To be most effective, condition monitoring needs to run 24/7 in real time, ideally via a connection to the equipment vendor or supplier. Thus, the Industrial IoT is the logical choice for data communication. “To implement servitization, suppliers will need to adopt Industrial IoT for condition monitoring,” Rio predicts.

Two-way street

As we see it, this level of service works best as a two-way street. Data related to the condition of the machine flows to the supplier, while guidance and adjustments coming from the supplier can flow back the plant staff and equipment. This kind of feedback is invaluable for optimizing machine performance. A one-way IoT model that simply collects data for off-line analysis may not be adequate for many use cases. Technically more sophisticated, bidirectional data flow is useful in many condition monitoring scenarios, and thus has always been an option for Skkynet customers.

If the lessons of the past few decades are any indicator, the servitization trend will continue to grow, both among industrialized and emerging nations. And the Industrial IoT will almost certainly play an important role in providing data communications. As long as those communications are robust and secure, we can expect to see more and more IoT-based industrial product servitization, even though that term itself may never become a household word.

Skkynet Powers Industrial IoT Connectivity with Renesas RZ/N1D Microprocessor

Multiple industrial protocols available on the RZ/N1D microprocessor from Renesas will link directly to the SkkyHub IIoT service.

Mississauga, Ontario, October 25, 2017 – Skkynet Cloud Systems, Inc. (“Skkynet” or “the Company”) (OTCQB: SKKY), a global leader in real-time cloud information systems, is pleased to announce that Skkynet’s ETK (Embedded Toolkit) for the Renesas RZ/N1D Arm®-based microprocessor (MPU) will support the C2C Industrial Network Protocol Stack to provide a secure, real-time gateway for industrial protocols such as Modbus, Profinet, CANopen, and OPC UA to the Industrial IoT.  This hardware and software combination is being showcased at Arm® TechCon, October 25 – 26 in Santa Clara, CA.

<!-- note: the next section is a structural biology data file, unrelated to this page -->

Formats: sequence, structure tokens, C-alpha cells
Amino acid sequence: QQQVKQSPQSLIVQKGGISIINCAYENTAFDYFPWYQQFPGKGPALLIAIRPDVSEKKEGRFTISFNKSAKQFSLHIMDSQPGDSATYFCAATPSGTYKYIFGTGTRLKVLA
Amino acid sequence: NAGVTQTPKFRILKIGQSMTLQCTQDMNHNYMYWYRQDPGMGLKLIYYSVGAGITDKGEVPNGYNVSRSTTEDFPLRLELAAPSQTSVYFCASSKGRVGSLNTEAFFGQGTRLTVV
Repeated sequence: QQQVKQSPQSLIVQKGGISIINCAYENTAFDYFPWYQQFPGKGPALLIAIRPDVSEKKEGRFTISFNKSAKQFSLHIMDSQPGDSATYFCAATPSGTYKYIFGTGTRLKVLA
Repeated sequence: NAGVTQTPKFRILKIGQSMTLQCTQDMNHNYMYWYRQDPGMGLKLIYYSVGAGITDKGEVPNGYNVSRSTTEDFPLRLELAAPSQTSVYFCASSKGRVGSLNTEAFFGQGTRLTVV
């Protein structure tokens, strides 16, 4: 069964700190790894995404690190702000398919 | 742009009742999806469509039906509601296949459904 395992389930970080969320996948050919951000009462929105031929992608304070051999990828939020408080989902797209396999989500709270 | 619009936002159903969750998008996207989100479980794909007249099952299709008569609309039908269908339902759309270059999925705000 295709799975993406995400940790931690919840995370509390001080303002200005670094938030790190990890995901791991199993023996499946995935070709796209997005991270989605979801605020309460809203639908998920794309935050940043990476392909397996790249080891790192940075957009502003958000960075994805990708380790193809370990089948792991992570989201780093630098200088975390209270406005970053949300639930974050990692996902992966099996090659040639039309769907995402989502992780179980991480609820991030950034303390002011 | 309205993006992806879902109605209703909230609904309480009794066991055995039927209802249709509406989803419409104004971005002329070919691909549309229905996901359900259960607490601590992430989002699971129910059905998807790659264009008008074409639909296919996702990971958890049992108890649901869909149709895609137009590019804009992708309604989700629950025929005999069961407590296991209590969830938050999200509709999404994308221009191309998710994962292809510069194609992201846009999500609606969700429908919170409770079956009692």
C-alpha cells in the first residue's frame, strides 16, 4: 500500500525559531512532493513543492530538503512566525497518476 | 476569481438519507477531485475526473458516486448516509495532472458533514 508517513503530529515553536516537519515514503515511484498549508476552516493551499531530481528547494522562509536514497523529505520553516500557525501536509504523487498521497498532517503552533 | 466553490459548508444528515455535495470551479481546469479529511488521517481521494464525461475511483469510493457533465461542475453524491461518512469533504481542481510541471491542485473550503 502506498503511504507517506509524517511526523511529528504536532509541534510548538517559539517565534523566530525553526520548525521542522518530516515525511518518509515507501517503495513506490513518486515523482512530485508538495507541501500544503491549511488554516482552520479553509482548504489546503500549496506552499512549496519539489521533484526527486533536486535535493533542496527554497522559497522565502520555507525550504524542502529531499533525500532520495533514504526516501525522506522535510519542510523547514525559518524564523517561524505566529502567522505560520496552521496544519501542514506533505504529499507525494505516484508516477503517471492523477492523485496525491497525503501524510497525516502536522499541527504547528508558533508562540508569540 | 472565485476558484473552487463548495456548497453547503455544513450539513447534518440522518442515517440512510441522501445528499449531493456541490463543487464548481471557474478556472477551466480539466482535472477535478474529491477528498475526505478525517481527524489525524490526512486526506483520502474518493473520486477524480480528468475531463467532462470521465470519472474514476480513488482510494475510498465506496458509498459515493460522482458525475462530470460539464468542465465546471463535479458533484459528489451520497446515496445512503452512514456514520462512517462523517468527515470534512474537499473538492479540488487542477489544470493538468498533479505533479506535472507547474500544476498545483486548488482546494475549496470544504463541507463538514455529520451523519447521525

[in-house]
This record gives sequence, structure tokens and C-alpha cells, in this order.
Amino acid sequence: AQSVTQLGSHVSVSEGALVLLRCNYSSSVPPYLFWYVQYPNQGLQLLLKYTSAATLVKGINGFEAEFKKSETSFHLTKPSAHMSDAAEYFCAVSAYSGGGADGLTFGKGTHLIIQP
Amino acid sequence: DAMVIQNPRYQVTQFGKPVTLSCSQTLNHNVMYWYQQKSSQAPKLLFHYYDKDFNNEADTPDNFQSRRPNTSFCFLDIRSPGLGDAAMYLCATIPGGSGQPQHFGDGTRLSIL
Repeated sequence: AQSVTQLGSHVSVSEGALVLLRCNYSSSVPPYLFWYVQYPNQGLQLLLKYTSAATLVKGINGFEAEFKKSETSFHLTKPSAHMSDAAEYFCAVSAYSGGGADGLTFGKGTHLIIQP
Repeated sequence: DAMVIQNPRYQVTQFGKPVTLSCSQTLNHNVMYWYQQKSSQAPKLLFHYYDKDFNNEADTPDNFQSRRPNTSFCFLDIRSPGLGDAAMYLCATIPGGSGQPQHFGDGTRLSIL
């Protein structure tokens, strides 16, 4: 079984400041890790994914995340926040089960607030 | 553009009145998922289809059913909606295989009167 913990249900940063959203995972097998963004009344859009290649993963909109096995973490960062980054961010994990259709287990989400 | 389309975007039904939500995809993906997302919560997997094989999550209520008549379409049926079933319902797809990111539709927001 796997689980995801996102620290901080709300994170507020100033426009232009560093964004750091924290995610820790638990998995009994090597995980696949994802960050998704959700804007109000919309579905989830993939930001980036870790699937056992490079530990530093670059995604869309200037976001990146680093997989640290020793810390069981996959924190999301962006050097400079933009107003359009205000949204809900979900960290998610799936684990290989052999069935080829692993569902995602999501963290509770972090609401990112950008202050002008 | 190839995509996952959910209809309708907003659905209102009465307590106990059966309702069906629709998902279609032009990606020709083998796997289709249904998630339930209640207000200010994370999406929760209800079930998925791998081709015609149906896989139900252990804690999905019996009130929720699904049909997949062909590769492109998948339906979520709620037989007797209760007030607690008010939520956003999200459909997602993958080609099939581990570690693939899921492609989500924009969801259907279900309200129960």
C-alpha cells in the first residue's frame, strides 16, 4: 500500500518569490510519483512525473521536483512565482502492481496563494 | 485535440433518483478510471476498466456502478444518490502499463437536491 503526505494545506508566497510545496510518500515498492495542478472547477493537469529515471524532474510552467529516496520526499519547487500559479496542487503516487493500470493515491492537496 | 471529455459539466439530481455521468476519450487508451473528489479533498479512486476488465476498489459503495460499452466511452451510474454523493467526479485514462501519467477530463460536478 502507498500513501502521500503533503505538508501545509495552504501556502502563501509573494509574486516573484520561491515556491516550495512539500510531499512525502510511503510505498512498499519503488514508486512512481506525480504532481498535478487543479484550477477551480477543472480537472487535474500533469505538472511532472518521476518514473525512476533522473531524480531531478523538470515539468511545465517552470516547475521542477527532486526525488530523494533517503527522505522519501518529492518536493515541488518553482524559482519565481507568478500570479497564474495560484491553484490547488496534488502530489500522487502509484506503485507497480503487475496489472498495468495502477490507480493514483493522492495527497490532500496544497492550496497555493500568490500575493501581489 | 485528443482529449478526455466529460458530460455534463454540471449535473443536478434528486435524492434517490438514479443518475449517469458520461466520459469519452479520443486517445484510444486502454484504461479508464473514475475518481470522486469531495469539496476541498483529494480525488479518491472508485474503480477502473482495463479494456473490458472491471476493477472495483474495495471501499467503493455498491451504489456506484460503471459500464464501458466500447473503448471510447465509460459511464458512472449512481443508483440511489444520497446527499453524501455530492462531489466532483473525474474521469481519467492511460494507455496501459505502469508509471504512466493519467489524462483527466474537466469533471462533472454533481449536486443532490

“Plant engineers and system integrators can connect their mission-critical plant automation systems to the Industrial IoT with no loss of performance or security,” said Paul Thomas, President of Skkynet. “Connecting the RZ/N1D to the Cogent DataHub running in the plant, or to SkkyHub running on the cloud, provides seamless and secure access to plant data from anywhere in the world.”

“The Renesas RZ/N1D real-time IIoT gateway shifts the focus from IT data models to the real-time requirements of dedicated machine control systems,” said Wil Florentino, Senior Manager, Product Marketing, Industrial Automation Segment at Renesas Electronics America.  “This demo shows secure, real-time, end-to-end connectivity from a factory floor system up to enterprise clients to provide real-time, on-premise and cloud connectivity.”

The RZ/N1D is a scalable and proven ARM®-based microprocessor that can be used in a variety of applications with the Cortex®-A7 Dual core and a high-speed, high-capacity memory interface.  A built-in, connected Cortex®-M3 processor will provide an Industrial Network Protocol Stack with support for Modbus, Ethernet/IP, Profinet, DeviceNet, and CANopen industrial protocols.  The RZ/N1D implements up to five Ethernet ports and the latest redundancy protocol, so it is optimized especially for industrial network equipment such as PLCs and network switches.

The Skkynet Embedded Toolkit (ETK) allows embedded devices to make a secure connection to OPC UA clients, the Cogent DataHub, or SkkyHub.  The Cogent DataHub fully integrates OPC UA and other industrial protocols to support OPC networking, OPC server-server bridging, aggregation, data logging, redundancy, and web-based HMI. Skkynet’s SkkyHub service connects to the ETK and the Cogent DataHub to securely network live data in real time from any location. It enables bidirectional IoT-based supervisory control, integration and sharing of data with multiple users. Secure by design, the service requires no VPN, no open firewall ports, no special programming, and no additional hardware.

About Skkynet

Skkynet Cloud Systems, Inc. (OTCQB: SKKY) is a global leader in real-time cloud information systems. The Skkynet Connected Systems platform includes the award-winning SkkyHub™ service, DataHub®, WebView™, and Embedded Toolkit (ETK) software. The platform enables real-time data connectivity for industrial, embedded, and financial systems, with no programming required. Skkynet’s platform is uniquely positioned for the “Internet of Things” and “Industry 4.0” because unlike the traditional approach for networked systems, SkkyHub is secure-by-design. For more information, see